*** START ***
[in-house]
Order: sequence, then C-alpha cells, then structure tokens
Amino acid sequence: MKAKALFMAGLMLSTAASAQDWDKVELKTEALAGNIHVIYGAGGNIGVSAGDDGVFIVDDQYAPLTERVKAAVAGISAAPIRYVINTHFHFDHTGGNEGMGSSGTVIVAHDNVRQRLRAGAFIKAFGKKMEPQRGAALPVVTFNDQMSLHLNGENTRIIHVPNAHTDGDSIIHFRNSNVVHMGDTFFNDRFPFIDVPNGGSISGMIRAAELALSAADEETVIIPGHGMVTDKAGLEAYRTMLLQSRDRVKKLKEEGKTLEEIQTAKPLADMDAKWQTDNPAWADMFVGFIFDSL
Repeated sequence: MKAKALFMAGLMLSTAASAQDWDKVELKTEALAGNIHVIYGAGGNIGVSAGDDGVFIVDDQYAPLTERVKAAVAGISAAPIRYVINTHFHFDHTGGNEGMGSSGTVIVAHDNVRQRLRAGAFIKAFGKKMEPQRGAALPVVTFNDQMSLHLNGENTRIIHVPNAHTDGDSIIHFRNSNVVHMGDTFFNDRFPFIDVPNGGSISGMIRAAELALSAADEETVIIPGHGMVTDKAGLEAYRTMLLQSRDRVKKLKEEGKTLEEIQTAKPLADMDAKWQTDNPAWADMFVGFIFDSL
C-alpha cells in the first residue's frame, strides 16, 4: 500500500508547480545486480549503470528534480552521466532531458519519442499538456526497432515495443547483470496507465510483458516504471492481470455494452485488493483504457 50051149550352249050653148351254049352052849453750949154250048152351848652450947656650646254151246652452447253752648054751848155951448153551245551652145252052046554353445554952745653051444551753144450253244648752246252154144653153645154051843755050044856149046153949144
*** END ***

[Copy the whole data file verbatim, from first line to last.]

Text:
[in-house]
Order: sequence, then C-alpha cells, then structure tokens
Amino acid sequence: MKAKALFMAGLMLSTAASAQDWDKVELKTEALAGNIHVIYGAGGNIGVSAGDDGVFIVDDQYAPLTERVKAAVAGISAAPIRYVINTHFHFDHTGGNEGMGSSGTVIVAHDNVRQRLRAGAFIKAFGKKMEPQRGAALPVVTFNDQMSLHLNGENTRIIHVPNAHTDGDSIIHFRNSNVVHMGDTFFNDRFPFIDVPNGGSISGMIRAAELALSAADEETVIIPGHGMVTDKAGLEAYRTMLLQSRDRVKKLKEEGKTLEEIQTAKPLADMDAKWQTDNPAWADMFVGFIFDSL
Repeated sequence: MKAKALFMAGLMLSTAASAQDWDKVELKTEALAGNIHVIYGAGGNIGVSAGDDGVFIVDDQYAPLTERVKAAVAGISAAPIRYVINTHFHFDHTGGNEGMGSSGTVIVAHDNVRQRLRAGAFIKAFGKKMEPQRGAALPVVTFNDQMSLHLNGENTRIIHVPNAHTDGDSIIHFRNSNVVHMGDTFFNDRFPFIDVPNGGSISGMIRAAELALSAADEETVIIPGHGMVTDKAGLEAYRTMLLQSRDRVKKLKEEGKTLEEIQTAKPLADMDAKWQTDNPAWADMFVGFIFDSL
C-alpha cells in the first residue's frame, strides 16, 4: 500500500508547480545486480549503470528534480552521466532531458519519442499538456526497432515495443547483470496507465510483458516504471492481470455494452485488493483504457 50051149550352249050653148351254049352052849453750949154250048152351848652450947656650646254151246652452447253752648054751848155951448153551245551652145252052046554353445554952745653051444551753144450253244648752246252154144653153645154051843755050044856149046153949144